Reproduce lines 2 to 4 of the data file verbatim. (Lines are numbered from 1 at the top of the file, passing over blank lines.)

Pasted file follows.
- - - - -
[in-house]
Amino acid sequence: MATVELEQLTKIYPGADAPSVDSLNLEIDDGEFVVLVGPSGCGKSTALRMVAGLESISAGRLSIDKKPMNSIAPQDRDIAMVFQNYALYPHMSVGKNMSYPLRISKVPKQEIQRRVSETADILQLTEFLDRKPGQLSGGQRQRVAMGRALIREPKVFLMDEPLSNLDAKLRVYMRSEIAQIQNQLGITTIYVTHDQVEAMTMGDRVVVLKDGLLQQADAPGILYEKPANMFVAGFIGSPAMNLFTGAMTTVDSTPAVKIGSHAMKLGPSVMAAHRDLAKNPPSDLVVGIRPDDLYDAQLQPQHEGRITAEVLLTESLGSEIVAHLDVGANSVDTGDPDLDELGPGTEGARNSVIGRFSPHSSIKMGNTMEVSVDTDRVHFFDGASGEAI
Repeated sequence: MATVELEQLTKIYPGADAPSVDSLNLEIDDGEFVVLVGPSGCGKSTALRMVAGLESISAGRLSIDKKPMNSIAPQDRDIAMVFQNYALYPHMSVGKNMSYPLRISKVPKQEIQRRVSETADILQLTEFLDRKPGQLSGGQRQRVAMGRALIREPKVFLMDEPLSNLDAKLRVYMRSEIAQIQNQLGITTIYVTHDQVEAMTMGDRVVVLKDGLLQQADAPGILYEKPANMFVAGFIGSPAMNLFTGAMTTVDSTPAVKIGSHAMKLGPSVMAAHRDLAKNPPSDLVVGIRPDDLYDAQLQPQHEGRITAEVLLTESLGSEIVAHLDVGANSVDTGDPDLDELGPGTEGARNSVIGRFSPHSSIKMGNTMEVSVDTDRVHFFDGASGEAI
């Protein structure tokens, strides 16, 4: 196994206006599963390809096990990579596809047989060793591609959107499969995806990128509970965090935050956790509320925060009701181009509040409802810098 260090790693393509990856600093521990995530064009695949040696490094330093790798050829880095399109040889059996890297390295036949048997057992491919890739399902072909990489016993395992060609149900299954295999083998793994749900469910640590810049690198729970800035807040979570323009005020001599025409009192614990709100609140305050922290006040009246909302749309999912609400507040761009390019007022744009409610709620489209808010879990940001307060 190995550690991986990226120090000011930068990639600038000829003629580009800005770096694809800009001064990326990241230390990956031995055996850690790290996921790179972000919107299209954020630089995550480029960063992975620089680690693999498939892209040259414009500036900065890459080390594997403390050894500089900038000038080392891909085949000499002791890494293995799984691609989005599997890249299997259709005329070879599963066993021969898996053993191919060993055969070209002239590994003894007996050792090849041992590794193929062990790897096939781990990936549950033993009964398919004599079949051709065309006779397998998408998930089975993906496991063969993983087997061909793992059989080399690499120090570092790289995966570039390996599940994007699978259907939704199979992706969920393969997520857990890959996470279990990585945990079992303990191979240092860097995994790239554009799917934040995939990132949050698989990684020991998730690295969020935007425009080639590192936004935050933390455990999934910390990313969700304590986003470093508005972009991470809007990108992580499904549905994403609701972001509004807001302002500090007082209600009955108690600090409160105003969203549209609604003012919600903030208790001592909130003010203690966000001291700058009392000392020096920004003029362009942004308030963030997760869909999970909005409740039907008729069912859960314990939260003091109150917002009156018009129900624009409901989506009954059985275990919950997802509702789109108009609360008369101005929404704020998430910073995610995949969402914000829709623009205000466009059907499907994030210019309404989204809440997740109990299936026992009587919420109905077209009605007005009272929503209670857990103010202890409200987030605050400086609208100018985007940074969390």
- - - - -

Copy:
Amino acid sequence: MATVELEQLTKIYPGADAPSVDSLNLEIDDGEFVVLVGPSGCGKSTALRMVAGLESISAGRLSIDKKPMNSIAPQDRDIAMVFQNYALYPHMSVGKNMSYPLRISKVPKQEIQRRVSETADILQLTEFLDRKPGQLSGGQRQRVAMGRALIREPKVFLMDEPLSNLDAKLRVYMRSEIAQIQNQLGITTIYVTHDQVEAMTMGDRVVVLKDGLLQQADAPGILYEKPANMFVAGFIGSPAMNLFTGAMTTVDSTPAVKIGSHAMKLGPSVMAAHRDLAKNPPSDLVVGIRPDDLYDAQLQPQHEGRITAEVLLTESLGSEIVAHLDVGANSVDTGDPDLDELGPGTEGARNSVIGRFSPHSSIKMGNTMEVSVDTDRVHFFDGASGEAI
Repeated sequence: MATVELEQLTKIYPGADAPSVDSLNLEIDDGEFVVLVGPSGCGKSTALRMVAGLESISAGRLSIDKKPMNSIAPQDRDIAMVFQNYALYPHMSVGKNMSYPLRISKVPKQEIQRRVSETADILQLTEFLDRKPGQLSGGQRQRVAMGRALIREPKVFLMDEPLSNLDAKLRVYMRSEIAQIQNQLGITTIYVTHDQVEAMTMGDRVVVLKDGLLQQADAPGILYEKPANMFVAGFIGSPAMNLFTGAMTTVDSTPAVKIGSHAMKLGPSVMAAHRDLAKNPPSDLVVGIRPDDLYDAQLQPQHEGRITAEVLLTESLGSEIVAHLDVGANSVDTGDPDLDELGPGTEGARNSVIGRFSPHSSIKMGNTMEVSVDTDRVHFFDGASGEAI
């Protein structure tokens, strides 16, 4: 196994206006599963390809096990990579596809047989060793591609959107499969995806990128509970965090935050956790509320925060009701181009509040409802810098 260090790693393509990856600093521990995530064009695949040696490094330093790798050829880095399109040889059996890297390295036949048997057992491919890739399902072909990489016993395992060609149900299954295999083998793994749900469910640590810049690198729970800035807040979570323009005020001599025409009192614990709100609140305050922290006040009246909302749309999912609400507040761009390019007022744009409610709620489209808010879990940001307060 190995550690991986990226120090000011930068990639600038000829003629580009800005770096694809800009001064990326990241230390990956031995055996850690790290996921790179972000919107299209954020630089995550480029960063992975620089680690693999498939892209040259414009500036900065890459080390594997403390050894500089900038000038080392891909085949000499002791890494293995799984691609989005599997890249299997259709005329070879599963066993021969898996053993191919060993055969070209002239590994003894007996050792090849041992590794193929062990790897096939781990990936549950033993009964398919004599079949051709065309006779397998998408998930089975993906496991063969993983087997061909793992059989080399690499120090570092790289995966570039390996599940994007699978259907939704199979992706969920393969997520857990890959996470279990990585945990079992303990191979240092860097995994790239554009799917934040995939990132949050698989990684020991998730690295969020935007425009080639590192936004935050933390455990999934910390990313969700304590986003470093508005972009991470809007990108992580499904549905994403609701972001509004807001302002500090007082209600009955108690600090409160105003969203549209609604003012919600903030208790001592909130003010203690966000001291700058009392000392020096920004003029362009942004308030963030997760869909999970909005409740039907008729069912859960314990939260003091109150917002009156018009129900624009409901989506009954059985275990919950997802509702789109108009609360008369101005929404704020998430910073995610995949969402914000829709623009205000466009059907499907994030210019309404989204809440997740109990299936026992009587919420109905077209009605007005009272929503209670857990103010202890409200987030605050400086609208100018985007940074969390």